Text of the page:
Top 10 Draft Prospects At 2012 Tournament Of Stars
With several top players missing from the event for various reasons, scouts were underwhelmed with the overall crop of talent at this year's Tournament of Stars. Here are the top 10 prospects from the event from the 2013 draft class. . .
1. Rob Kaminsky, lhp, St. Joseph Regional HS, Montvale, N.J.
Though he's not tall, Kaminsky has a muscular, 6-foot, 190-pound build. With an athletic delivery that he repeats well, Kaminsky features a fastball that sits in the 88-90 mph range and touched 93. He showed the ability to throw his fastball for strikes to both sides of the plate and loves to challenge hitters inside. In addition to his fastball, Kaminsky mixes in a sharp 76-79 mph curveball and a solid 77 mph changeup. Kaminsky made the first round of cuts for USA Baseball's 18-and-under team.
2. Reese McGuire, c, Kentwood HS, Kent, Wash.
McGuire has something teams love—lefthanded power from an up-the-middle player. Hitting from a wide base, McGuire gets good loft and shows impressive power to his pull side, but also has the ability to drive the ball the other way. With good athleticism and agility for the position, McGuire looks like an natural behind the plate. He shows soft hands and above-average arm strength. He has fringe-average speed, but shows awareness on the bases and plays the game hard. McGuire helped Kentwood win Washington's 4-A state title in 2012 and is verbally committed to San Diego.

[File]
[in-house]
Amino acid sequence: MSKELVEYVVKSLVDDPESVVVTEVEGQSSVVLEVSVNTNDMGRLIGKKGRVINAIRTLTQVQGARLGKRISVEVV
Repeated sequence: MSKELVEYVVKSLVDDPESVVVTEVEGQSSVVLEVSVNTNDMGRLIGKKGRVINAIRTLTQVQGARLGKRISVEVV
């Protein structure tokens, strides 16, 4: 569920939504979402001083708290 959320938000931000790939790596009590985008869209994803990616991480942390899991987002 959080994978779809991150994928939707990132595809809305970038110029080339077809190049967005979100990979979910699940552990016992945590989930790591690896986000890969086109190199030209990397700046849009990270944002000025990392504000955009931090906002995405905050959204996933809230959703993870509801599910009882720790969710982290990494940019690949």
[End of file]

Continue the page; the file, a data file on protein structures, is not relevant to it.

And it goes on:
3. Chris Okey, c, Eustis (Fla.) HS
Okey has an average build for a catcher with an athletic 6-foot, 175-pound frame. The Clemson recruit stands out as a polished defender behind the plate with some offensive upside. Okey receives and blocks with ease. He also has a strong throwing arm and shows good leadership and makeup for the position. As a hitter, he has a balanced righthanded swing with very little head movement. Even in a strong year for prep catchers, Okey stands out as one of the best. Okey played on Team USA's 18-and-under team last year and made the first round of cuts this time around.
4. Stephen Gonsalves, lhp, Cathedral Catholic HS, San Diego
Gonsalves has a lot for scouts to dream on. First of all, he's a 6-foot-5, 205-pound lefthander with good athleticism and a clean, effortless delivery, though his arm action can get a little long in the back. His fastball sits in the 89-91 mph range, but his secondary stuff needs further development. Gonsalves, who is committed to San Diego, throws a soft curveball in the 70-71 mph range and mixes in an occasional 76 mph changeup.
5. Keegan Thompson, rhp, Cullman (Ala.) HS
Thompson has an ideal pitcher's build at 6-foot-3 and 185 pounds with strong legs. His strength and athleticism allows him to repeat his delivery well and he really sticks his landing, helping him to throw a lot of strikes with his full arsenal of pitches. Thompson's fastball sat in the 89-91 mph range at this event, though he's shown a little more arm strength in the past. He has a slight plunge in his arm action in the back, which caused him to get under his curveball, but his slider and changeup were effective. Thompson was the staff ace of Team USA's 16-and-under team last year and is committed to Auburn.